AN action group which formed to oppose a controversial scheme to create a new one-way road system through part of a popular park has abandoned its plan to seek a judicial review against Barnsley Council’s decision due to fears over mounting costs.
Members of the Save Penny Pie Park Group have been raising funds to finance the costs associated with a judicial review, which could have led to a High Court showdown between the council and campaigners who have been at loggerheads over the local authority’s plan to ease congestion from junction 37 of the M1 to the town centre.
Although a funding campaign was launched, the group received advice from a legal team that in the event that a review was not successful, they could be liable for the council’s legal costs and so have ditched their bid.
Lyndsey Darren, who chairs the group, said: “We have been overwhelmed by the level of public opposition to the scheme and the support given to the group ever since these damaging proposals were announced.
“More than 2,700 people signed our petition opposed to the scheme, there were 250 written objections made to the planning application, 100 objections were made to the land appropriation consultation and we have raised well over £2,000 to support the judicial review.
“The voters made their feelings clear at the local elections in May by voting in campaigner Peter Fielding in favour of the sitting Labour councillor.
“The council have simply refused to listen to reason in the face of overwhelming evidence and opposition in their determination to build this damaging, unnecessary and outdated gyratory and they will never be forgiven by the local community for this act of vandalism.”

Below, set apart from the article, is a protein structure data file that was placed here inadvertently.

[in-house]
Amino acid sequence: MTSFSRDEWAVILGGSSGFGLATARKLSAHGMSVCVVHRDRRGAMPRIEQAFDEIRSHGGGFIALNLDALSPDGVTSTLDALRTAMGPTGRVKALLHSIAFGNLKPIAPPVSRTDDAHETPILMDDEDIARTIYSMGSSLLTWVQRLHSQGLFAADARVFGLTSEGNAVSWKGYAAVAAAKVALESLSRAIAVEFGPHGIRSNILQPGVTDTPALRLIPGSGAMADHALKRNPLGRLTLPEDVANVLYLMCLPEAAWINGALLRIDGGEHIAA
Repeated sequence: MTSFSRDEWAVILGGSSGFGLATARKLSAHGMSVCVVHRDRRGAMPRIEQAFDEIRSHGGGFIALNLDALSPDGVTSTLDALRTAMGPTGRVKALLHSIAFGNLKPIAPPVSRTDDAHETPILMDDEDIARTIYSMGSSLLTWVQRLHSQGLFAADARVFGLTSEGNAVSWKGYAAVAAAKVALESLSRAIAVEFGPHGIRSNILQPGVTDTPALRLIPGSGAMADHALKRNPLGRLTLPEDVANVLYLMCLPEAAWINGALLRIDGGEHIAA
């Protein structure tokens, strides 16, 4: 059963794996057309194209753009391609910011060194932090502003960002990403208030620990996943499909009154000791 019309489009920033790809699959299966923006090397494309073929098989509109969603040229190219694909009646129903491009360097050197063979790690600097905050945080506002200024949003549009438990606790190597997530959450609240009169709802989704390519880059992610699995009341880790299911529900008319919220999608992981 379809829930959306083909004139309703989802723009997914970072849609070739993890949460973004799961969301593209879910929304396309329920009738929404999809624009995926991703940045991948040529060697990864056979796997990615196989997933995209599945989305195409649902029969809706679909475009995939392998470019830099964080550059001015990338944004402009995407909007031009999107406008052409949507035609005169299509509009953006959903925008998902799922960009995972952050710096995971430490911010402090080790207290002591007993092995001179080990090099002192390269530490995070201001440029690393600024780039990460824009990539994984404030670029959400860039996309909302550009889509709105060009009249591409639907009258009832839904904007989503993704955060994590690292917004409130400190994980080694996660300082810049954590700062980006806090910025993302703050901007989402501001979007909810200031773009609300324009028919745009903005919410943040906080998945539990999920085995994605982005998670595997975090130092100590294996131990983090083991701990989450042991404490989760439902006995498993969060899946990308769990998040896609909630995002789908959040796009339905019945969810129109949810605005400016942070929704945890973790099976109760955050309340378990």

The road will see traffic from the motorway towards the town centre diverted around the new system from the Broadway traffic lights, with vehicles coming out of town using the existing but improved Dodworth Road, which is being made one-way on a four-lane section past Horizon Community College.
The traffic lights will remain, but there will be a new road built to bypass a section of Pogmoor Road and no right turn onto Broadway to traffic from the motorway, with motorists instead having to go around the gyratory and back up Dodworth Road before turning left into Broadway.
Funding for the £4.3m scheme, which was initially earmarked to start as soon as April 2019 and take a year to complete, will be jointly covered by the council, which has re-prioritised its highways department’s expenditure programme to enable the work, and Sheffield City Region’s investment fund which has provided £2.7m towards the project.
A total of 1.133 hectares of the park’s land will become a highway after the council won approval from its planning board, cabinet and most recently a scrutiny panel made up of councillors who opted against referring the plan back to ruling cabinet members with an alternative recommendation.
“We will continue to fight this scheme until there is no chance of saving our park,” Lyndsey added.
“As well as continuing our fight, we will encourage residents to prepare to claim compensation under the Land Compensation Act 1973 for the loss of value to their properties caused by the gyratory and once its construction is inevitable we will fight to make the best use of any green space left.
“It is still not too late for Barnsley Council to do the right thing and scrap this crazy scheme. I hope they eventually see sense.”
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Campaigners admit defeat in legal battle
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